In-Scope: The Beauty of Artificial Intelligence in Social Media Marketing

Grace Green is an Account Executive in OMD Fuse Melbourne, helping clients deliver on their business challenges with content led decisions.

Artificial intelligence is revolutionising the way brands communicate with their consumers in social media marketing. Chatbots, augmented reality and the umbrella of artificial intelligence have reinvigorated the beauty industry. As beauty is a personalised industry, AI offers brands new ways to provide the one-on-one support received from staff in a bricks and mortar store to a consumer base that is moving further towards ecommerce.

Estee Lauder is at the cutting edge of providing the same high-level of customer service of an in-store experience through chatbots and augmented reality. In May this year, Estee Lauder partnered with Modiface to use augmented reality to allow consumers to try on different shades of lipstick from their new range. This was available within Facebook Messenger and accompanied by a chatbot which helped consumers select lipsticks based on colour preferences and skin tone.

Other brands which have successfully used chatbots to engage with younger consumers are Sephora and H&M using Kik Messenger, a Canadian instant messenger app popular with US teens. H&M built a chatbot that interacts with consumers to understand their personal taste in clothes and makes personalised recommendations from their current catalogue. Also using Kik, Sephora created a chatbot that offers personalised content such as product reviews and how-to guides based on interests and personal details the consumer shares with the chatbot; such as face shape and skin type. Every piece of content Sephora’s chatbot shares is also accompanied by a recommended product. These examples of chatbots take the personalisation of instore one-on-one interactions with staff and streamline it with the convenience of an instantaneous online experience.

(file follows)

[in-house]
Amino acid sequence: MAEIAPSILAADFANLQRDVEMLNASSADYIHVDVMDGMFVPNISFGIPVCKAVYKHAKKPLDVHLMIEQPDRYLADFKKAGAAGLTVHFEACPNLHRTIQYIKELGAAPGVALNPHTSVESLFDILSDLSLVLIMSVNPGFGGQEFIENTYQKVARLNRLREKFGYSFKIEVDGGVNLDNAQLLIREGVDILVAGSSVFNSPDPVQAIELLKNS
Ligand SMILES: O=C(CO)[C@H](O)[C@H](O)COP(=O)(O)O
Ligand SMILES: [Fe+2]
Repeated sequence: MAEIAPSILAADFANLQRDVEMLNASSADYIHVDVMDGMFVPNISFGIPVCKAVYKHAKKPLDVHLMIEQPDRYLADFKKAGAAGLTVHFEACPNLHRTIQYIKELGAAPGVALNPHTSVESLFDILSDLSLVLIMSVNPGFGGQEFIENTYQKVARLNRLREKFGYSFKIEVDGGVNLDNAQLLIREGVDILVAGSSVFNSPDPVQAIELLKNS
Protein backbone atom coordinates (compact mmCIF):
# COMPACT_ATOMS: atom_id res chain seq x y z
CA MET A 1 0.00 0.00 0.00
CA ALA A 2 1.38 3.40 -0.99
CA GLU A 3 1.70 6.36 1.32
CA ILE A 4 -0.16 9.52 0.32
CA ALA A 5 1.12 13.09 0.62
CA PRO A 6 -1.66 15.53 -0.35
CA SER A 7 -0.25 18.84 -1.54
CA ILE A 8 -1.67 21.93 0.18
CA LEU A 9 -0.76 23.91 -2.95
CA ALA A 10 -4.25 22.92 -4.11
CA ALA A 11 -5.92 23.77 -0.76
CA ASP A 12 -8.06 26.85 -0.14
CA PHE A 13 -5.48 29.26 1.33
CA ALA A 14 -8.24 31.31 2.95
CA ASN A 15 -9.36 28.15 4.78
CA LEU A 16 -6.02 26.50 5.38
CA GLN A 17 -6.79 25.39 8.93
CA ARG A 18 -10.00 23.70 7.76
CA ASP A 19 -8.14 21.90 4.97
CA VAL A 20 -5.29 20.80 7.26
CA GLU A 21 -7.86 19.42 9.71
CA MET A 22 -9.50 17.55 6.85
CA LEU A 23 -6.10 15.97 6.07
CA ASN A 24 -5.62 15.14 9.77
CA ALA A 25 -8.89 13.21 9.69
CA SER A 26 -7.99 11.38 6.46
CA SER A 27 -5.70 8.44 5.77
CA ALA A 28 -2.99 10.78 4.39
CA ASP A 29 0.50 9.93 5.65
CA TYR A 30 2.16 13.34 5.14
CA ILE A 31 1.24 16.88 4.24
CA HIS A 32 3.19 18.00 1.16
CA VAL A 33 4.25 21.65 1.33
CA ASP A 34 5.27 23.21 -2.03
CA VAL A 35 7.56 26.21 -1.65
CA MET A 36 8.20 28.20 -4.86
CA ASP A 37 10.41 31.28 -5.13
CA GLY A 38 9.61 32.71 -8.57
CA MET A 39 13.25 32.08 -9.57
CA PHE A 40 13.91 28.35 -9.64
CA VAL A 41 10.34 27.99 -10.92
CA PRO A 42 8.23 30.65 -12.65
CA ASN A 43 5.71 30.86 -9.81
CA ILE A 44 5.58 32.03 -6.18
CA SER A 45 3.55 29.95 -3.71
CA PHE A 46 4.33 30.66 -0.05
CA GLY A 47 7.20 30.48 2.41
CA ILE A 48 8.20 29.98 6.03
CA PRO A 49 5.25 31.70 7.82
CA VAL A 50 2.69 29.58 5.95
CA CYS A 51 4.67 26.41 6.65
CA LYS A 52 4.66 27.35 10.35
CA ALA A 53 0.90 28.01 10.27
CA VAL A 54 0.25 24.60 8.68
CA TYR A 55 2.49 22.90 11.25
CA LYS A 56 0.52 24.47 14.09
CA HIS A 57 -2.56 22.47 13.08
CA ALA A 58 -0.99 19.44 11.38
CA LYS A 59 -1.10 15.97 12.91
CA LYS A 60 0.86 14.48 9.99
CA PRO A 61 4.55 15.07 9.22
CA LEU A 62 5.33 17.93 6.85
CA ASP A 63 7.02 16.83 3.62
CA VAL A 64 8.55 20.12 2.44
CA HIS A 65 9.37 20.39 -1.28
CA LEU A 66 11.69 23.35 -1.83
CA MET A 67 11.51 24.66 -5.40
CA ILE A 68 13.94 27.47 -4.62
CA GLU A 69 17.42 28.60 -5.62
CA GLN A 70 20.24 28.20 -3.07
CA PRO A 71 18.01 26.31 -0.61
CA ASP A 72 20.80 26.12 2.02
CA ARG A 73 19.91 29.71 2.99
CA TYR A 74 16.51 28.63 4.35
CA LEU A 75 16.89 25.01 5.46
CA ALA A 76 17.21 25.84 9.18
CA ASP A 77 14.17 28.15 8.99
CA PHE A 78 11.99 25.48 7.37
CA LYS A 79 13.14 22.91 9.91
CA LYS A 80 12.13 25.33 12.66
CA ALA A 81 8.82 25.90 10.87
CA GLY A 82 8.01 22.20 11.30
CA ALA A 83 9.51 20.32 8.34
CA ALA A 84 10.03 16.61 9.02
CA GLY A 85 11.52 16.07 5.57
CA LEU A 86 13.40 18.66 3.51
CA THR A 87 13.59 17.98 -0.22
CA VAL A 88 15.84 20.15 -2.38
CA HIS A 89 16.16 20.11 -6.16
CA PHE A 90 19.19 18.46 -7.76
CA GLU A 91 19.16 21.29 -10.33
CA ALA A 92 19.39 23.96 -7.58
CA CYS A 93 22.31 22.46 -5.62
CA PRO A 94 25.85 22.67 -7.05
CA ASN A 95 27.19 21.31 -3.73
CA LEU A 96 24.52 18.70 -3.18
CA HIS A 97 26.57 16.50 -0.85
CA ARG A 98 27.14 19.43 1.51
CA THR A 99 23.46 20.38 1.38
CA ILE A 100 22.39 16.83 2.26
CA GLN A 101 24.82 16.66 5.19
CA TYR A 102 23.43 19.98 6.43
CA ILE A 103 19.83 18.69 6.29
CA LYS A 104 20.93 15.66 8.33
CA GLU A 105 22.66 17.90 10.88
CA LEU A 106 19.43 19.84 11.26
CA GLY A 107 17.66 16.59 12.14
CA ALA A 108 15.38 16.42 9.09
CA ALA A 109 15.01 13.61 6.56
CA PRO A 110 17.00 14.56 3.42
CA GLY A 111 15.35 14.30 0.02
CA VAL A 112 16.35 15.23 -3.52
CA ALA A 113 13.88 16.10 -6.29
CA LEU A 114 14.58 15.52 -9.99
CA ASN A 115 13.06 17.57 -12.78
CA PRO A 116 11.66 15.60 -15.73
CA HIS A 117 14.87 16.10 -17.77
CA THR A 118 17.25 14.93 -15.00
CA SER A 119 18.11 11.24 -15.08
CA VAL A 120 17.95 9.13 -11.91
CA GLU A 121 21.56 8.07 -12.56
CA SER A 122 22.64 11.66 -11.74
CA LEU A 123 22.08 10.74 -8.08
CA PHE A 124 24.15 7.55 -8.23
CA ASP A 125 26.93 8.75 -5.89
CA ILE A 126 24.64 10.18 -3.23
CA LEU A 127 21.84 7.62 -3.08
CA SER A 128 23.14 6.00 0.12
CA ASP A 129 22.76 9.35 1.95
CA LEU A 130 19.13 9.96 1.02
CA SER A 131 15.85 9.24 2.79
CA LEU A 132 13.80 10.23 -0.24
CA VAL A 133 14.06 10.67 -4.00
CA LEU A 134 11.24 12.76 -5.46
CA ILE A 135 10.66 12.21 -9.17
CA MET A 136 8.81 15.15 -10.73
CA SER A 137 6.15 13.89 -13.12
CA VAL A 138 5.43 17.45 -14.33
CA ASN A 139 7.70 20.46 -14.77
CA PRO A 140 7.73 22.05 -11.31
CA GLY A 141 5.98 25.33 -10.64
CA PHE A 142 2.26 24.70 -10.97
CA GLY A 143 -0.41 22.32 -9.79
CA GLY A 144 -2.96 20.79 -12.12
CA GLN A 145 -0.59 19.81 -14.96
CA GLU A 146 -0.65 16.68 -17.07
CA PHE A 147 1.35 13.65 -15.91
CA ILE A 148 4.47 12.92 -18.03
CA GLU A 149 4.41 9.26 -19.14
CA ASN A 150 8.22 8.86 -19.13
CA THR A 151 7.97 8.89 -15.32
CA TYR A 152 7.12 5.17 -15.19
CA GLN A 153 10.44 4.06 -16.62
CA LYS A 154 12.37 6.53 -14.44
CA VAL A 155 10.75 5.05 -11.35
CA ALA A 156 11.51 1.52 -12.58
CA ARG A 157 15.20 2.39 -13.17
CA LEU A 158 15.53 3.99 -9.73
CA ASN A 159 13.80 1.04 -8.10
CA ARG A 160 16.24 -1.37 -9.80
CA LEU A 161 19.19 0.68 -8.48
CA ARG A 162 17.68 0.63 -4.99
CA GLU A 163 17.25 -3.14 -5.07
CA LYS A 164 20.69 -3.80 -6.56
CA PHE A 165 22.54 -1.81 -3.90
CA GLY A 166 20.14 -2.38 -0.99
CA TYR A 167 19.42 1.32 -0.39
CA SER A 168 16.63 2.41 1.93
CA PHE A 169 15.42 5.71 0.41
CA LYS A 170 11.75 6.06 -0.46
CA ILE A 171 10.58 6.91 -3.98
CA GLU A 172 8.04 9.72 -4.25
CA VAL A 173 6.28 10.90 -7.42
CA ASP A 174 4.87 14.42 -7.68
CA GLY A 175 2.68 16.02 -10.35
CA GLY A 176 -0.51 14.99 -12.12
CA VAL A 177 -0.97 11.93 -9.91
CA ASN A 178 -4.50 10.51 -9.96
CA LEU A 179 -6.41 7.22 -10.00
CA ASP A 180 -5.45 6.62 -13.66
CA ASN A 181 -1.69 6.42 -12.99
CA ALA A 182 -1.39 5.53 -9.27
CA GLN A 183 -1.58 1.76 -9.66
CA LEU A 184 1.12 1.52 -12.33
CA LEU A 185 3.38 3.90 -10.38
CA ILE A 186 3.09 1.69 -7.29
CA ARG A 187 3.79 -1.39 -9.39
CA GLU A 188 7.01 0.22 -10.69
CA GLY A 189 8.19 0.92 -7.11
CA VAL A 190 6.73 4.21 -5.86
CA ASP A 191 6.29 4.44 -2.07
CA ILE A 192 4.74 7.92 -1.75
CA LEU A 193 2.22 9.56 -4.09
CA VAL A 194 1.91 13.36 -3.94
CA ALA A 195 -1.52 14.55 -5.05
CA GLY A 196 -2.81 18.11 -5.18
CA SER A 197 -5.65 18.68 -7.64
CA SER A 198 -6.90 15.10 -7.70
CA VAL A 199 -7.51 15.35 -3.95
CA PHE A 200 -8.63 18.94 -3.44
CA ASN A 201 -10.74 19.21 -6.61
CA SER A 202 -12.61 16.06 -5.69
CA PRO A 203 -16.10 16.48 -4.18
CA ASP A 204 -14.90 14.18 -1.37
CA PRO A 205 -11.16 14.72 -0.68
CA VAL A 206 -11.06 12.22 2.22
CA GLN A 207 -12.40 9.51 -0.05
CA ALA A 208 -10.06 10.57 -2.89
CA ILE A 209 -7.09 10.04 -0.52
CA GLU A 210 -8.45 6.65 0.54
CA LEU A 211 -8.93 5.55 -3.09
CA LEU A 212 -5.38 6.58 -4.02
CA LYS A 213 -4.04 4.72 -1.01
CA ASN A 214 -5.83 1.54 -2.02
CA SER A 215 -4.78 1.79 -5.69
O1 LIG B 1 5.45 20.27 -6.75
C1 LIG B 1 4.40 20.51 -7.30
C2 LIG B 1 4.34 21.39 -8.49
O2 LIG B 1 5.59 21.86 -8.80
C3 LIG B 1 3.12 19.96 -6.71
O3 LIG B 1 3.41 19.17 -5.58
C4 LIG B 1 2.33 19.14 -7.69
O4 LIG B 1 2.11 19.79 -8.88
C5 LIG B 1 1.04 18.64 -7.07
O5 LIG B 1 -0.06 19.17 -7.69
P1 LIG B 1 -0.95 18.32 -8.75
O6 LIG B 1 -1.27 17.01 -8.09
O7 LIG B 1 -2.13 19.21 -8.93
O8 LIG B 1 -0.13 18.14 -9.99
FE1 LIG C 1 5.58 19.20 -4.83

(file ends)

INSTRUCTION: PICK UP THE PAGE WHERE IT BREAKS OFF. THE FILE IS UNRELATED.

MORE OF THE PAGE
There have been cautionary tales in the chatbot space, demonstrating the importance of a coherent strategy behind the use of a bot and an understanding of the current limitations of the technology. Some examples of the best uses of chatbots have been built on a strategy of improving the consumer experience, while other less successful strategies have lent on the ‘hype’ around AI, which has seen campaigns backfire and increase negative sentiment for brands. When designing a strategy around the use of a chatbot, it is important that brands focus on aligning the functionality of the technology with a positive campaign objective. The success of Estee Lauder’s use of a Chatbot can at least in part be attributed to having aligned the functional capability of a chatbot and AR with delivering high levels of personalisation and enhancing the online shopping experience.

Facebook received a lot of attention recently for their AI negotiation bot, which began negotiating in its own language. Despite cries of AI world take-over and smug nods from Elon Musk, this was decidedly more banal. Facebook simply ended the test after the bot became nonsensical. There have also been more positive developments within the AI space out of Facebook. Facebook recently purchased the AI start up, Ozlo, to reportedly support the development of ‘M’ their Messenger-based personal assistant. M first appeared in 2015 and has been rolled out to a small number of people for testing. The software uses AI to complete user requests, escalating them to real people if it can’t complete the task. M is now being rolled out on a larger scale. Instead of taking requests, M now suggests gifs, saying ‘happy birthday’ to a friend, or ordering an Uber based on the conversations within Messenger. At this point, M is only reminding you of many features that already exist within Messenger, however as the technology develops, this could become an essential feature for everyday users.

* Fingers crossed they follow through on the ‘M’ thing.

Messaging apps have over taken traditional social networking apps based on monthly active users. This trend towards the use of messaging apps presents an important opportunity for media agencies, publishers and brands to ensure they’re engaging in the most valuable social spaces. There are intricacies with advertising within messenger apps, as consumers trend to view these as more ‘private’ spaces. While this remains as an important consideration, it should not deter the use of AI and chatbots but be seen as an opportunity for creativity, innovation and personalisation.

 

 

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